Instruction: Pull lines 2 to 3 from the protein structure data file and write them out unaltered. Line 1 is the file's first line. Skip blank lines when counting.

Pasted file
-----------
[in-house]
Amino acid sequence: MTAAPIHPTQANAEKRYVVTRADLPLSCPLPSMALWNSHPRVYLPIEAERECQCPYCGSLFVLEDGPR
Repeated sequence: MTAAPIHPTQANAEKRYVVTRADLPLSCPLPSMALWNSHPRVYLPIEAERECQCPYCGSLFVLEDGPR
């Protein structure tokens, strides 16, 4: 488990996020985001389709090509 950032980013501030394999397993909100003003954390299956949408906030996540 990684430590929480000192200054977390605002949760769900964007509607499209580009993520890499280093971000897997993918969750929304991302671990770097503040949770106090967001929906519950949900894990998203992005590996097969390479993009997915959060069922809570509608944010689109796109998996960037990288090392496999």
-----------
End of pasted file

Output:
Amino acid sequence: MTAAPIHPTQANAEKRYVVTRADLPLSCPLPSMALWNSHPRVYLPIEAERECQCPYCGSLFVLEDGPR
Repeated sequence: MTAAPIHPTQANAEKRYVVTRADLPLSCPLPSMALWNSHPRVYLPIEAERECQCPYCGSLFVLEDGPR